Each awards recipient received a framed certificate, and all attendees were able to view a "history of JLab" slide presentation.
"A few years ago we moved to this format for recognizing Service Awards recipients based on employee feedback" Cameron said. "HR has designed these events to be smaller, more intimate, social events where everyone can talk – share their favorite memories or stories, and catch up with colleagues spread across the lab that they may not see very often."
The Service Awards posters, produced by Public Affairs, provide all awards recipients with the opportunity to have their portrait taken.
The HR department staff hopes that everyone recognized at the 2011 Service Awards enjoyed their event. Constructive feedback is always welcome, Cameron noted.
The lists of all 2011 Service Awards recipients and printable posters are at: https://www.jlab.org/memo/jlab-staff-recognized-5-10-15-20-and-25-year-s...
David Boles, Mechanical Installation Technician, Engineering Division
These Milestone entries, listed alphabetically, are full-time, term, casual and student actions posted by Human Resources for May – June 2011.
Jefferson Lab is currently seeking qualified individuals for a range of engineering positions. More than 15 engineering, technician, scientific and management employment opportunities are currently posted at: http://www.jlab-jobs.com/ .
Arunava "Arun" Saha, 62, long-time Physics Division staff scientist, passed away during the early hours of May 9 due to complications from recent heart surgery. He is missed by his many colleagues, friends and associates, who remember both his kind and gentle spirit and his many contributions to nuclear physics. He is recognized world-wide as a leader in the study of nuclear structure through experiments in which protons are "knocked out" from nuclei using electron beams. He led these studies over a broad range of nuclei, from the simplest system, the deuteron, to one of the heaviest, the lead nucleus. Saha worked closely with scientists scattered all over the world, and co-authored many publications with them. He was also highly appreciated in the accelerator physics community for his technical expertise in beam line instrumentation.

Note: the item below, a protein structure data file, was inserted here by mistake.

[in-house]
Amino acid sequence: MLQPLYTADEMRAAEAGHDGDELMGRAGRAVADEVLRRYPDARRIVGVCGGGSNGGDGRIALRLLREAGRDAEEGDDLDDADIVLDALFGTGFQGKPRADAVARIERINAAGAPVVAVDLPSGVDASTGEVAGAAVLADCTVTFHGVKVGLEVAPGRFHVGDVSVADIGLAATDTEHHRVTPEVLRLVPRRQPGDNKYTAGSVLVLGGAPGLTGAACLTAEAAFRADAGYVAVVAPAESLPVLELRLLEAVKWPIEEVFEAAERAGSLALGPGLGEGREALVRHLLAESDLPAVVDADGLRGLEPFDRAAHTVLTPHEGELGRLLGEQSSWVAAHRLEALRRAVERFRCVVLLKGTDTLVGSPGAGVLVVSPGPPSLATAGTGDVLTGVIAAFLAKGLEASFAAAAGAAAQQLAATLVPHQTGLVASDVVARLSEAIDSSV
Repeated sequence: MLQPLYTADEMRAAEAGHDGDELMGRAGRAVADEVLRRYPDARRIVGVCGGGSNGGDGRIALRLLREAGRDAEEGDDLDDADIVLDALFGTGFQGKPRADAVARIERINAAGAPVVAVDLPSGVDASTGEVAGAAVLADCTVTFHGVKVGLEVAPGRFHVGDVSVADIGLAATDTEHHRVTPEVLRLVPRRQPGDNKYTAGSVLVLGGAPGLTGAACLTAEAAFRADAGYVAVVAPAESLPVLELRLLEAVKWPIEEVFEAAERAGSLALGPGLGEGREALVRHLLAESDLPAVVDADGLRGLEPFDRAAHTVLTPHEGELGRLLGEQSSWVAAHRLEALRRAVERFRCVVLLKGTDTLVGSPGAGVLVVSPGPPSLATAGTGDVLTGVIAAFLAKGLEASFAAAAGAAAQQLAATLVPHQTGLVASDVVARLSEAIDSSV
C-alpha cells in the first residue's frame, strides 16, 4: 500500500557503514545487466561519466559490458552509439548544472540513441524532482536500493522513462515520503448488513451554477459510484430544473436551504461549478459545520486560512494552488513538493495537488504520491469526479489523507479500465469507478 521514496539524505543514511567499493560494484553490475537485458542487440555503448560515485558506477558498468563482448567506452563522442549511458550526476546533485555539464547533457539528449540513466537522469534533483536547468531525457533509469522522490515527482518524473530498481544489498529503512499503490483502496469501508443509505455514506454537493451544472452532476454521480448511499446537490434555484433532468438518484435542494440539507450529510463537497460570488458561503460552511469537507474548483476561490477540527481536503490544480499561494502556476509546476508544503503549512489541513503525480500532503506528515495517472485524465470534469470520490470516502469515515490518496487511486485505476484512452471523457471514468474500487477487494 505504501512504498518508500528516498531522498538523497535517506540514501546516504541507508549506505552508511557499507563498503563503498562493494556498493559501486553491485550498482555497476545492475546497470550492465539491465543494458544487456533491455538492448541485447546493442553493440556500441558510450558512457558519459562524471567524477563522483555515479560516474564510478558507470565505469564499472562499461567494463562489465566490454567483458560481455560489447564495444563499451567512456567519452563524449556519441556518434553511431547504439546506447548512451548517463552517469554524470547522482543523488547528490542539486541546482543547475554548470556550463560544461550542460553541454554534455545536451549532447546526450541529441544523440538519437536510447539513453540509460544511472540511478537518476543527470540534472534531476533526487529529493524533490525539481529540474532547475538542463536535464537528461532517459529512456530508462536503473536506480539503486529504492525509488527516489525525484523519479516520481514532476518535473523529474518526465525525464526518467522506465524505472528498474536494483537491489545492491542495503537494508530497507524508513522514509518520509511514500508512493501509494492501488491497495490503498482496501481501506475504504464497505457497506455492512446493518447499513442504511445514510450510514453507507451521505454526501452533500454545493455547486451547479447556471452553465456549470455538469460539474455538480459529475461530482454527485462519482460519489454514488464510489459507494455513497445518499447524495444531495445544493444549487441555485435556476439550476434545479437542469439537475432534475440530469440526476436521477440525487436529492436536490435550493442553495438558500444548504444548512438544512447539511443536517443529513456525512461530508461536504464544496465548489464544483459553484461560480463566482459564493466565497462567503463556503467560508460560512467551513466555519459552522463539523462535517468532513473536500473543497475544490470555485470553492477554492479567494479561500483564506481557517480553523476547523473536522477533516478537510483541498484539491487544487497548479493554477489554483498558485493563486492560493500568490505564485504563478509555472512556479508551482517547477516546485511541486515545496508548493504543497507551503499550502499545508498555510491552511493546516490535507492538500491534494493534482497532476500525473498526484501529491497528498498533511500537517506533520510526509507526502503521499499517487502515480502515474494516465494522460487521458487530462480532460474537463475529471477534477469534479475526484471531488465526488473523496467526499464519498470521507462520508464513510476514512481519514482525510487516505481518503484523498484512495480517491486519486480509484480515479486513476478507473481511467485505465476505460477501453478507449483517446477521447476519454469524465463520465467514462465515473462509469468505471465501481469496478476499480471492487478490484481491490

He became part of the JLab (then CEBAF) community in February 1987.
Family members held a memorial service at his house on May 11. Saha is survived by his five children, four siblings and his father.
He received his bachelor's degree from Fergusson College in Pune, India, and his master's degree from the Indian Institute of Technology in Bombay; then continued his education in the U.S. and earned his Ph.D. in physics from Northwestern University.
He was active in the Indian community of Hampton Roads and served as treasurer and subsequently the president of the Asian Indians of Hampton Roads.
The On Target newsletter is published monthly by the Thomas Jefferson National Accelerator Facility (Jefferson Lab), a nuclear physics research laboratory in Newport News, Virginia, operated by Jefferson Science Associates, LLC, for the U.S. Department of Energy's Office of Science. Possible news items and ideas for future stories may be emailed to email@example.com, or sent to the Jefferson Lab Public Affairs Office, Suite 15, 12000 Jefferson Avenue, Newport News, VA 23606
Jefferson Science Associates, LLC, a joint venture of the Southeastern Universities Research Association, Inc. and PAE, manages and operates the Thomas Jefferson National Accelerator Facility, or Jefferson Lab, for the U.S. Department of Energy's Office of Science.
DOE’s Office of Science is the single largest supporter of basic research in the physical sciences in the United States, and is working to address some of the most pressing challenges of our time. For more information, visit science.energy.gov.